In 2011, the most fascinating person was not a celebrity or a politician, it was the protestor! From Occupy Wall Street to Tunisia to Egypt to Libya people wanted change and they were not afraid to ask for it.
FALL OF A TYRANT
The waves of revolution which washed over the Arab world started in Tunisia where a 26 year old vegetable street vendor set himself on fire to protest the way he had been harassed by the corrupt Tunisian police force. He wasn't afraid to die and neither were his countrymen. In fact, this unfortunate incident set the entire country ablaze with outrage. The people started revolting against the government which had been oppressing them for decades. The pressure on the president was so intense that he fled after 2 decades of ruling.
From then, the Arab world was turned upside down. Two thirds of their population being under the age of 25 used all the tools that were at their disposal to make sure their message would be heard. Youtube, Facebook and Twitter were their weapons of choice. They expressed their anger to the entire world. They were willing to risk their lives to have a voice. The tools were so effective that the Egyptian president stepped down after only 18 days of protest. He is now on trial for corruption and the death of over 900 protestors.
One of the Arab dictators did not give up his position of power so easily, however. Muammar Gaddafi was convinced that his people loved him. He said: "They love me all. They will die to protect me, my people." The delusional dictator would soon realize his error. Eight months later, he was captured and killed.
Closer to home, Americans had their own sources of outrage: capitalism. With the economy at an all time low the people decided to take matters into their own hands. Thousands of people descended on Zuccotti Park in Manhattan and camped right outside of Wall Street's most affluent financial companies to 'Occupy Wall Street'. "The banks got bailed out, we got sold out.", they chanted. The protest which started peacefully soon turned violent and spread around the country and the world. Today, the future of the movement is unsure but the 99% remain and the cry for change is unaltered.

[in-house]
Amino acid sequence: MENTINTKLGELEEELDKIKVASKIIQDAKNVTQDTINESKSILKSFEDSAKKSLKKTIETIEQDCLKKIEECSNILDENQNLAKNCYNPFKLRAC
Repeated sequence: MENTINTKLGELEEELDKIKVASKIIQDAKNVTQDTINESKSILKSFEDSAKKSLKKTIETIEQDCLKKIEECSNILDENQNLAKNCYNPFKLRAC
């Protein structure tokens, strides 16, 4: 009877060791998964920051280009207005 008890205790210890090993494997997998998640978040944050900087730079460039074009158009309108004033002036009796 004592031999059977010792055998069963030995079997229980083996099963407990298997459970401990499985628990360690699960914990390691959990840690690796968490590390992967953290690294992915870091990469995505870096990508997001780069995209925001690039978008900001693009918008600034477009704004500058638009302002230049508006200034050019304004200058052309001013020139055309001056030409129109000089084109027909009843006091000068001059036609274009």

"The greatest revolution of our generation is the discovery that human beings, by changing the inner attitudes of their minds, can change the outer aspects of their lives"
- William James
Osama Bin Laden
The death that was by far the most celebrated in the United States this year was the death of the founder of militant Islamist organization al-Quaeda, Osama bin Mohammed bin Awad bin Laden, better known as Osama bin Laden. Member of a wealthy family in Saudi Arabia, he devoted his life to Islam and terrorism, conducting attacks all over the world. And on September 11, 2001 the face of New York City would be changed forever.
America had never seen a hate crime of this magnitude come on its territory. And in May 2011, on the eve of the 10th anniversary of the tragedy, President Barack Obama announced that Osama bin Laden had been killed in a terrorist compound in Pakistan. After hearing this news a sigh of relief was released by the entire world.
"For over two decades, bin Laden has been al-Qaeda's leader and symbol and has continued to plot attacks against our country and our friends and our allies,... The death of bin Laden marks the most significant achievement to date in our nation's effort to defeat al-Qaeda...his demise should be welcomed by all who believe in peace and human dignity." - President Barack Obama
Muammar Gaddafi ruled over Libya with an iron fist from 1969 to 2011. He seized power through a military coup. He made his way to the highest office in Libya through violence and was reduced to the lowest position by the same means. In October 2011, after eight months of unrest in the country, he was captured by a rebel militia who beat him, paraded him in the streets and later shot him dead.
Kim Jong-il (born Yuri Irsennovich Kim)
The latest fall to mark 2011 is that of Kim Jong-il, the North Korean dictator. He ruled over North Korea since 1994, succeeding his father. He subjected his people to torture, repression and mass murder. In April 2009, he even demanded for the North Korean constitution to be amended to refer to him as "supreme leader". Other names he gave himself: dear leader, our father, the general and generalissimo to just name a few. On December 17, "Dear Leader" Kim Jong-il died of a suspected heart attack while traveling. He is succeeded by his youngest son Kim Jong-un whom many believe to be more strict than his father.
"Those who hate most fervently must have once loved deeply; those who want to deny the world must have once embraced what they now set on fire."
- Kurt Tucholsky
R.I.P. - You will be missed
There is so much to be said about Steve Jobs which is why his biography was the best selling book of 2011. Jobs' innovative mind captivated the world for years. He was born in 1955 in San Francisco and adopted from birth. He had a troubled childhood and dropped out of college because he did not see the purpose of it. He was right. He went on to co-founded Apple a company he ran with relentless innovation and provided the world with the products it wanted before it even knew it wanted them. He died on October 5 at age 56, loosing his eight year battle with pancreatic cancer.
Elizabeth Taylor was a style icon and an accomplished movie star. After 70 years of acting, over 50 movies and, 8 marriages to 7 husbands she passed away in March. In spite of the admiration she received she was looking for one thing: love. Did she ever find it? We shall never know.
At only 27 years old Amy Winehouse died of a drug overdose . The little lady with the big voice battled addictions to drugs and alcohol which became just as popular as her art.
It is foolish and wrong to mourn the men who died. Rather we should thank God that such men lived.
- George S. Patton, Jr.